On a sunny Sunday afternoon, August 21, 2011, on the grounds of the Lee County Courthouse in Dixon, Illinois, a monument dedication was held for former resident and baseball player Ward Miller.
Mark Stach, a SABR member and Dixon resident, addressed the crowd wearing a Chicago Cubs replica jersey — similar to the one Ward Miller worn in 1912. Stach began by thanking all those who made the monument and event possible. He let the good-sized crowd know that the monument was part of The Deadball Era Memorial Series, and Miller was the 11th player honored thus far.
Stach continued telling the story of Ward Miller’s ties with Dixon, starting with the Dixon Browns youth baseball team, his minor and major league career, and his civilian life after baseball. Returning to Dixon after hanging up his spikes, Miller served as Sheriff of Lee County, along with Deputy Sheriff, Treasurer and Chief of Police for Dixon State School.
Dixon has always had a large Chicago Cubs fanbase, which was evident from the colors sprinkled throughout the crowd. A beautiful bouquet of flowers set on a stand next to the monument, with the Cubs’ red, white and blue. Placed inside the flowers was a Chicago Cubs pennant. The city would have been incredibly excited rooting for their Cubbies while their hometown hero was playing for them, Stach said.
As the monument read, Miller played with the great Hall of Fame infield of (Joe) Tinker, (Johnny) Evers and (Frank) Chance. Stach told the crowd that Miller brought the Cubs to play a local team in Dixon after the end of the 1912 season. This is most likely the last time the infield trio ever teamed together. Frank Chance joined the New York Highlanders — later renamed the Yankees — in 1913.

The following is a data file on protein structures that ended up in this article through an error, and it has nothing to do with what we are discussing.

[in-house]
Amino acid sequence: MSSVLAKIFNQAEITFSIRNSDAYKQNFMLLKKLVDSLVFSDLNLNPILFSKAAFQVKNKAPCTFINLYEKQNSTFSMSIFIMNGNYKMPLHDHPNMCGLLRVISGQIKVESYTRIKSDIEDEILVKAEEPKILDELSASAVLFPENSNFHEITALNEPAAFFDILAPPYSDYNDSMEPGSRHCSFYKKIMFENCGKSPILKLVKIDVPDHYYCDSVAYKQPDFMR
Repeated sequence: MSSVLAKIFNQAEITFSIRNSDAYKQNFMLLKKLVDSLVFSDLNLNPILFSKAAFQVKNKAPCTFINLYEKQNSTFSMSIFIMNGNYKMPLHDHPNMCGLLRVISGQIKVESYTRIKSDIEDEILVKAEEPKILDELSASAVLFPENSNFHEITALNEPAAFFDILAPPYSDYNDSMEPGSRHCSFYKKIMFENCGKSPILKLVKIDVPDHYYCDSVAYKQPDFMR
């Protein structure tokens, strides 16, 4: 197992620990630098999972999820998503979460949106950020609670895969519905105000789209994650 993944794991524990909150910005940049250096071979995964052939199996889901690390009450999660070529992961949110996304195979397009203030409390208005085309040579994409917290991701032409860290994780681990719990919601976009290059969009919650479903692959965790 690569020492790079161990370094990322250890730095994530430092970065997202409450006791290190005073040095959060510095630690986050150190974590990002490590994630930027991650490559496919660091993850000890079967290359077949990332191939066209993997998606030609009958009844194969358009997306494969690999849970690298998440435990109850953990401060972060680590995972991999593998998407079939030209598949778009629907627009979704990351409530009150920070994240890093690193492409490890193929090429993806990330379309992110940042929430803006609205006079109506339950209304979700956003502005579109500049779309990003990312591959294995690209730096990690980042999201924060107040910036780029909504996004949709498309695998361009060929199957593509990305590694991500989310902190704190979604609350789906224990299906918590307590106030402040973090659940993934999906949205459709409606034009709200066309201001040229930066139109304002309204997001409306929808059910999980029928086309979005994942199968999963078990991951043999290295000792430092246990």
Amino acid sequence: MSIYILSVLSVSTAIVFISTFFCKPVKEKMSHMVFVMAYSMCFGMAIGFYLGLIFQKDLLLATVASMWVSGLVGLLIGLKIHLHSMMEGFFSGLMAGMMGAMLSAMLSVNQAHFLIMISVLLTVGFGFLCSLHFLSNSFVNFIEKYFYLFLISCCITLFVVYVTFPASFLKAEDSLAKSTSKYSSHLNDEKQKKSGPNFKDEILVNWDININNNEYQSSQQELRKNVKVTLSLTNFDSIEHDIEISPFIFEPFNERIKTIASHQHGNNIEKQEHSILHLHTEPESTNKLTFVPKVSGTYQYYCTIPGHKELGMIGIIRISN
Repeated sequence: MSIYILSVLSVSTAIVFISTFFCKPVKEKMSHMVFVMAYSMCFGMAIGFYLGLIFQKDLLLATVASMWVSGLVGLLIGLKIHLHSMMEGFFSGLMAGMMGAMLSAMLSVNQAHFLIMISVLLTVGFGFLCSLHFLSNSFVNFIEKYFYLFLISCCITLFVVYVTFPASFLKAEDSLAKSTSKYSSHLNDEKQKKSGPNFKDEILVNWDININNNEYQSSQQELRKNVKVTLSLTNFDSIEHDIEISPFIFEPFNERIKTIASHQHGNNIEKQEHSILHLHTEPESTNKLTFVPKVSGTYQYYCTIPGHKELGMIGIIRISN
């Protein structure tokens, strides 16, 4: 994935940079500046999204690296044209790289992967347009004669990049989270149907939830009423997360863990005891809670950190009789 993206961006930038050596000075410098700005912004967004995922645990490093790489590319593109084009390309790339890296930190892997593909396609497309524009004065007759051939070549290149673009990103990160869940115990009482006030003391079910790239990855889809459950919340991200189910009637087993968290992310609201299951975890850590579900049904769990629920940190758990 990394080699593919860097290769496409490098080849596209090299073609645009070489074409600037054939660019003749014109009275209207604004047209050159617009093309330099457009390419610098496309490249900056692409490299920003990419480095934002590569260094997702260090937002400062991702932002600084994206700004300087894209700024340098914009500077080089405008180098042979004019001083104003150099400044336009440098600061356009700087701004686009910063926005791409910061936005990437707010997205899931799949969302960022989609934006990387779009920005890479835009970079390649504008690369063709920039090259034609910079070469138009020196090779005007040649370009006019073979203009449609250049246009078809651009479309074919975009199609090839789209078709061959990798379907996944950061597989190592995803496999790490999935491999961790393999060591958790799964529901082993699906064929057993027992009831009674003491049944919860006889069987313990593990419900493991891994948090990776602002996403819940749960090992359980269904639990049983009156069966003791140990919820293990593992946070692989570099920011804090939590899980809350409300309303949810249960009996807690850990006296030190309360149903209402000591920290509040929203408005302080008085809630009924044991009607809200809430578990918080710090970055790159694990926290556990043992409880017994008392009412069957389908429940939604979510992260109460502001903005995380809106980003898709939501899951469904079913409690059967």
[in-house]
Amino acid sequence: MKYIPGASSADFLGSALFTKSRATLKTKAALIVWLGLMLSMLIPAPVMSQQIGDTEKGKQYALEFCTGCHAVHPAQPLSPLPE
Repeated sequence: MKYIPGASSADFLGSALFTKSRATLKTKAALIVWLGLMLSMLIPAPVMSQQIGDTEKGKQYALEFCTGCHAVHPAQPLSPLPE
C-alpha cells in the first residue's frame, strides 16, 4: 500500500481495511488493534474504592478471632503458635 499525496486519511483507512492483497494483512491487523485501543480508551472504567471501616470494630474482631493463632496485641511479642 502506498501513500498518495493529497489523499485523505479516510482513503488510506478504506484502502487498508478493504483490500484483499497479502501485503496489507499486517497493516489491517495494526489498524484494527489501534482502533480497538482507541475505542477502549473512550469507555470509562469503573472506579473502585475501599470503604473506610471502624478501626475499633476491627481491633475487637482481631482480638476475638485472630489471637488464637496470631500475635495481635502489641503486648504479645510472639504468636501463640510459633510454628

Stach talked about his growing interest in Miller’s life, which led to his close friendship with Ward’s daughter, to whom he referred as Mrs. Roundy. She died in 2010, just months shy of turning 100 years old.
The collection that Mrs. Roundy received from her father was on display in the courthouse for public viewing before and after the dedication. Not having any children, she passed these artifacts to Stach, and it’s very evident that she made the right choice. There are no plans for it to ever leave Dixon.
The collection includes many photos of teams that Miller played for during his career. Also displayed were portraits of Miller, baseball cards, postcards, replica jerseys and Miller’s sheriff’s memorabilia, which included his badge worn during duty in Dixon.
One of the photos was used for the portrait on the front of the memorial, and the image of the rare T207 baseball card was used on the backside. The monument is the first in The Deadball Era Monument Series that utilized both sides for the same player.
We can only imagine the joy Miller would feel if he could walk up the courthouse yard and lay his eyes on this beautiful memorial honoring his life. He will always be remembered in the heart of his hometown, Dixon, Illinois.
My thanks go out to Mark Stach, Lee County Courthouse and the folks of Dixon who made this a very special day for me. Also to artist Linda Boettcher, who amazes us with her talents, and Archie Monuments of Watertown, Wisconsin, as they donate their time to help make this Deadball Era Memorial Series continue to grow.
David Stalker is a member of SABR’s Deadball Era Research Committee. He lives in Watertown, Wisconsin.
Originally published: August 30, 2011. Last Updated: August 30, 2011.